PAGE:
You hate your job?  Great, quit and find a new one.  You want to change your career, excellent, you are now in a position to do so because you don’t have a mortgage.  You want to move into a bigger, better house?  If you current house is paid for, the entire selling price is profit to be rolled over into your knew home because federal law does not require you to pay capital gains taxes on profit from a sold home so long as it is reinvested into a new home within a specific time period.  Then the small mortgage you have there can be paid off early and man, you are in your dream home with no mortgage.  The point is, these days keeping a roof over your head often means you have to compromise your life and stay in work that may not be satisfying to you.  It also may prevent you from saving for your children’s education and your retirement.  

But how do you do it?  Did you know that paying only ONE extra mortgage payment a year on a traditional 30-year fixed rate loan will cut your loan in half?  My husband and I have figured if we add $100 a month to our $1200 a month mortgage, we will cut our 30 year mortgage to 15 years.  BUT! We have decided that wasn’t good enough, we want to repay our loan in this decade, not the next.  We decided to find $300 a month to apply to our mortgage.  This will take our repayment down to 5 years!  Think of all the interest we are saving!  Money in our pockets that will pay for our retirement (early perhaps) and our son’s education.

So how do we scour the budget and find the extra $300 a month to pay toward the mortgage?  Easy, we eliminate most of our entertainment budget.   We already do things free or at low cost but we can do better.   But we don’t want to feel deprived so we mystery shop.  We get paid to eat out.  We get paid to go to the movies.  We get paid to go to an entertainment complex, have lunch and spend the day rock climbing, playing glow in the dark mini golf, and playing laser tag.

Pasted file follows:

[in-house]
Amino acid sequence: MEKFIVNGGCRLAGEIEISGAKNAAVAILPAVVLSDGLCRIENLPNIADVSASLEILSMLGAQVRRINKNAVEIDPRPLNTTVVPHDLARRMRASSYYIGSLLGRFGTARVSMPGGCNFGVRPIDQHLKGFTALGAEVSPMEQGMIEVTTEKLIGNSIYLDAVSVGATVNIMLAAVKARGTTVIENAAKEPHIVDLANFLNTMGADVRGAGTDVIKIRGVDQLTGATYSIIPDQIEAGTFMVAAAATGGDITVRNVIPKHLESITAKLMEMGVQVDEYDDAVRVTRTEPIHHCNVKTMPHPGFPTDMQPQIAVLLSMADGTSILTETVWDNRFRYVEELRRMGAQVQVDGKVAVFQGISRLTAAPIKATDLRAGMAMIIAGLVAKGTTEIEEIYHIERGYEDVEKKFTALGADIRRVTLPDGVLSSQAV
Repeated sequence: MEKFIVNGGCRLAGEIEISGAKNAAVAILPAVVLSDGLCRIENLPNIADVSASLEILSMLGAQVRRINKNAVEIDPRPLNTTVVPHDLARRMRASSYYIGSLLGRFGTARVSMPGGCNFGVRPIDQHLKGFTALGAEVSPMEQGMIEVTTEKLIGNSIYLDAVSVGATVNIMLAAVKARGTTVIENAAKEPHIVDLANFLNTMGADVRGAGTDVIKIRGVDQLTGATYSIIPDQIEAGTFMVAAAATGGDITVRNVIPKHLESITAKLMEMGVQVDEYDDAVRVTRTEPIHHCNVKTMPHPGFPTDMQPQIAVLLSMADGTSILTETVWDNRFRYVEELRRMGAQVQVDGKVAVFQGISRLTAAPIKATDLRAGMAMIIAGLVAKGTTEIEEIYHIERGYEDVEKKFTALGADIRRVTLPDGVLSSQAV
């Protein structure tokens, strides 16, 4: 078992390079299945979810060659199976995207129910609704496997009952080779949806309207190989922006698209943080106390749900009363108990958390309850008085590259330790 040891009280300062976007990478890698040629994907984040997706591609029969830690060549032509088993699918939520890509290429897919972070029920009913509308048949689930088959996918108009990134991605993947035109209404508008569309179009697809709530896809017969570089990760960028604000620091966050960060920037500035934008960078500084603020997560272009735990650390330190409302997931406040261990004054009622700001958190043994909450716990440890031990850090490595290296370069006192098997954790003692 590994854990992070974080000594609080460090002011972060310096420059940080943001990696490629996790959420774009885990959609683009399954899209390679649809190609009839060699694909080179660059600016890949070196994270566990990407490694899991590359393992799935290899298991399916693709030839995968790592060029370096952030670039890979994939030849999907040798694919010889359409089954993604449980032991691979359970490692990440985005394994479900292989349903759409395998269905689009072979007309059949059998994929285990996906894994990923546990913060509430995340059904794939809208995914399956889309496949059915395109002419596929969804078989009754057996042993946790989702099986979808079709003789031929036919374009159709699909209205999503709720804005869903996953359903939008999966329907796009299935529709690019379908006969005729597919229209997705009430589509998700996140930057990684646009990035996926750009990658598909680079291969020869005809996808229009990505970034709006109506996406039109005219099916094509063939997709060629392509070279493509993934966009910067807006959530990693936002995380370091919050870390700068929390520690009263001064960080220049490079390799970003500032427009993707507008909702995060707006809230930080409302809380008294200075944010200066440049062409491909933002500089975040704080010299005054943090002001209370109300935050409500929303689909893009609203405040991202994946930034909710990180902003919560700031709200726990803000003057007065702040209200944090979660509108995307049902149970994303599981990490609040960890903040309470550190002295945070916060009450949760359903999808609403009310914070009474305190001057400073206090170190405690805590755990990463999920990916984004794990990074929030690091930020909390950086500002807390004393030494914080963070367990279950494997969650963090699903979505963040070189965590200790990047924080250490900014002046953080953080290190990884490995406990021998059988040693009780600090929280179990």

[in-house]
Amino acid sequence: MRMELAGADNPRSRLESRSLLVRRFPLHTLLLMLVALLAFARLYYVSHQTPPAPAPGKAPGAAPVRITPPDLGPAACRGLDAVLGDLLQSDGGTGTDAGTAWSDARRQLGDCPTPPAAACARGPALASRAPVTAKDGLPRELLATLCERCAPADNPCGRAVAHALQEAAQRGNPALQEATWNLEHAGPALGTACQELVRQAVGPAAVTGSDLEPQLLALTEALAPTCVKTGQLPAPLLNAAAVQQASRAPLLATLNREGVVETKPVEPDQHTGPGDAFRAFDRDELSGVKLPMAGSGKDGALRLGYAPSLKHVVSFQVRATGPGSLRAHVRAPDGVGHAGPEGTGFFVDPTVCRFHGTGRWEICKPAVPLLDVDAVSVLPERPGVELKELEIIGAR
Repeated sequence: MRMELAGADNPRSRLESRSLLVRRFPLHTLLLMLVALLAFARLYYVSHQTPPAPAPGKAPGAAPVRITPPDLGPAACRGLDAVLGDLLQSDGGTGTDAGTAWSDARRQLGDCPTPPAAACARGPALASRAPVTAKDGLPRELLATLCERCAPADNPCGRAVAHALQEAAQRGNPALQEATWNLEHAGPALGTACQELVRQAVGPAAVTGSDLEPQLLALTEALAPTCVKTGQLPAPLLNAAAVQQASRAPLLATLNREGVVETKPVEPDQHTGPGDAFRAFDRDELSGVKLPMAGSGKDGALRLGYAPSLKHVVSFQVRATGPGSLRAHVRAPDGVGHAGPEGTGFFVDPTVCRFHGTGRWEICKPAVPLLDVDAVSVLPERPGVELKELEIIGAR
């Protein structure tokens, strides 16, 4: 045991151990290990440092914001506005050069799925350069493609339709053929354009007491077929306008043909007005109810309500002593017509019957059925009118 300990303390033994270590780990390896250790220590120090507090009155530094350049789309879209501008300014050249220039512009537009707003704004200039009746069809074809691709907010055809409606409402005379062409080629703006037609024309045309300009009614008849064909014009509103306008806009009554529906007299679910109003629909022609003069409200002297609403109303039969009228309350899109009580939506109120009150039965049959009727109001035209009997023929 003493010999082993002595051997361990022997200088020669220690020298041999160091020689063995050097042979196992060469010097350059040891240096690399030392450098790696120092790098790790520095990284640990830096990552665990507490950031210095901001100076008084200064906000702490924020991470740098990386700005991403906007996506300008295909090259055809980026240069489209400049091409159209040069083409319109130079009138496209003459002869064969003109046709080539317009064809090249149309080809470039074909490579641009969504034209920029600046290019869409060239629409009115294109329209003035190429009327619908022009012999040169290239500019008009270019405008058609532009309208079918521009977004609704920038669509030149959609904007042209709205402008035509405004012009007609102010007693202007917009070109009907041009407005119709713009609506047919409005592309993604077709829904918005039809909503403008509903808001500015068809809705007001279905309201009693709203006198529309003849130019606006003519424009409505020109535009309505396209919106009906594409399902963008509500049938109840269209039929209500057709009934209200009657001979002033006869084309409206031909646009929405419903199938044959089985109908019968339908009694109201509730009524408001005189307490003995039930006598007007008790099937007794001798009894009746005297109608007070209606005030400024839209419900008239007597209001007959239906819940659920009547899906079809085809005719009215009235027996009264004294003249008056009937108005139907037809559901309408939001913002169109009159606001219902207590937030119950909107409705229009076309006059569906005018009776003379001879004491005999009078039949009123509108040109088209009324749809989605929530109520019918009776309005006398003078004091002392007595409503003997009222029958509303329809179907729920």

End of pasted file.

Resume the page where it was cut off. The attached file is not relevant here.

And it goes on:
On a typical night out, I spend another 20 minutes filling out a form on service quality and we are reimbursed most or all of our costs.  We get paid for fast food, we get paid for high end food, movie tickets and popcorn.  All I have to do is be observant – and if you do this often enough, you get it down to where it isn’t even noticeable to you and then you find yourself rating every place you visit even if you aren’t getting paid for it!

Here is a quick run down of our latest fun-filled adventures.  Last month, my husband and I had a date at a high-end restaurant.  The meal was almost $150 for the two of us, we paid $15 because we ordered the most expensive entrees as a treat.  This month, I took a few friends, my sister and my niece out for a Christmas Dinner at another high-end restaurant while my husband was away on business.  The evening included drinks, appetizer, entrees, and dessert.  I paid nothing.   And then just before Christmas I am taking my son for an afternoon of lunch and rock climbing.  For free.   Next month, my husband and I have a movie date that includes dinner and a movie and my sister and I will have lunch the next day at a local restaurant.